Solar energy potentials in strategically located cities in Nigeria: Review, resource assessment and PV system design

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Okoye C. O., Taylan O., Baker D. K.

RENEWABLE & SUSTAINABLE ENERGY REVIEWS, vol.55, pp.550-566, 2016 (SCI-Expanded) identifier identifier

  • Publication Type: Article / Review
  • Volume: 55
  • Publication Date: 2016
  • Doi Number: 10.1016/j.rser.2015.10.154
  • Journal Indexes: Science Citation Index Expanded (SCI-EXPANDED), Scopus
  • Page Numbers: pp.550-566
  • Keywords: Prefeasibility, Solar energy, Commercial cities, Standalone Photovoltaic, Cost of energy, Nigeria, POWER-SYSTEM, COST-ANALYSIS, GENERATION, RADIATION, ELECTRICITY, ELECTRIFICATION, TECHNOLOGIES, FEASIBILITY, VIABILITY, SUPPORT
  • Middle East Technical University Affiliated: Yes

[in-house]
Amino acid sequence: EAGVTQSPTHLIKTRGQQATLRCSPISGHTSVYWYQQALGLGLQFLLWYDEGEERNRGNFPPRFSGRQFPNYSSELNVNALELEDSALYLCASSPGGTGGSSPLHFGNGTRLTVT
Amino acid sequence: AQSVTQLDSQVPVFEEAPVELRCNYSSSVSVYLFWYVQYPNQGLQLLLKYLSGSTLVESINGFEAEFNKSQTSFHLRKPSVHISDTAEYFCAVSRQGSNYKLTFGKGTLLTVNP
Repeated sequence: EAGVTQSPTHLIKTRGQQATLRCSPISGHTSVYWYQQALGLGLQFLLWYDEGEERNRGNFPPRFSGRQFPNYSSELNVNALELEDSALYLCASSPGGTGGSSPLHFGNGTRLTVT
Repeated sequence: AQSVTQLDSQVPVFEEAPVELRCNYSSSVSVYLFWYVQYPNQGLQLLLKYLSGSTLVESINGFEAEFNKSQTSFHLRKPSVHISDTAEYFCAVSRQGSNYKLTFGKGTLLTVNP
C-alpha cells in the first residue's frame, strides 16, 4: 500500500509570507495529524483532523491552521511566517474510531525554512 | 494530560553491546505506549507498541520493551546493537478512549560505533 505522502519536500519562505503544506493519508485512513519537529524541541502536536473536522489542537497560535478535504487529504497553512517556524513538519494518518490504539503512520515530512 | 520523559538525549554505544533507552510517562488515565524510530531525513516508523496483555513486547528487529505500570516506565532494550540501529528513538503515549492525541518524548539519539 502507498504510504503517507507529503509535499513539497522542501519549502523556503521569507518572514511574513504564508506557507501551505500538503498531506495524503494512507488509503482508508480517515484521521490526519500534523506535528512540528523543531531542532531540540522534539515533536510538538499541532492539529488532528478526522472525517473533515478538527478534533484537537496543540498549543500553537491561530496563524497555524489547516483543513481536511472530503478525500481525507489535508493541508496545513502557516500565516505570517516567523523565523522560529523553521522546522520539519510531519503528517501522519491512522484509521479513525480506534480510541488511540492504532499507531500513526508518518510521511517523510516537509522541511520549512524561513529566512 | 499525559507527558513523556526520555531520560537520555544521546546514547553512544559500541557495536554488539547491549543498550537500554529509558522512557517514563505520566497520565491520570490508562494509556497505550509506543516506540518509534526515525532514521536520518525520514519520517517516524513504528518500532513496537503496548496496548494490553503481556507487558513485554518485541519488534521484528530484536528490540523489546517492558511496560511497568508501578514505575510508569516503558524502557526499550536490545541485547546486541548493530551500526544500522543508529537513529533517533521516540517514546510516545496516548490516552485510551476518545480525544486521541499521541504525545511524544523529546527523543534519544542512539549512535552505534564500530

Ensuring energy security increasingly requires expanding both yield and resilience of supply through source diversification. In this study, the current energy situation of Nigeria is presented through a detailed literature review. The survey reveals that access to the national grid is limited, and the power delivered to areas classified as urban with grid connection is very unreliable. An initial assessment of the potential utilization of solar based technologies for electricity generation is presented for three strategically located Nigerian cities of Onitsha, Kano and Lagos. These cities are known for their large commercial activities, and their frequent power outages hinder their business and socio-economic development. The solar resources are modeled using synthetic hourly meteorological data for a complete year in typical meteorological year format On an annual basis, Kano has the largest average daily global horizontal resources (6.08 kWh m(-2)), while these resources are practically equal for Onitsha (4.43 kWh m(-2)) and Lagos (4.42 kWh m(-2)). For dual axis tracking, which maximizes utilization of solar resources, the monthly range of daily average solar insolation for all locations varies between 3.65 kWh m(-2) and 8.00 kWh m(-2). A standalone photovoltaic system on a tilted surface is sized to meet a representative household demand based on intuitive and numerical simulation sizing methodologies. These sizing methodologies are general and can be applied to any location. The estimated PV capacity and the corresponding unit cost of electricity ranged from 1.26 kW(p) at 0.206 USD kWh(-1) to 2.92 kW(p) at 0.502 USD kWh(-1) for the selected cities. The results show that the unit cost of electricity from the proposed standalone PV systems is lower than that for the widely-utilized diesel generators. It is concluded that standalone PV electricity is technically and economically viable for urban residential application in Nigeria considering the current infrastructure and energy policies. (C) 2015 Elsevier Ltd. All rights reserved.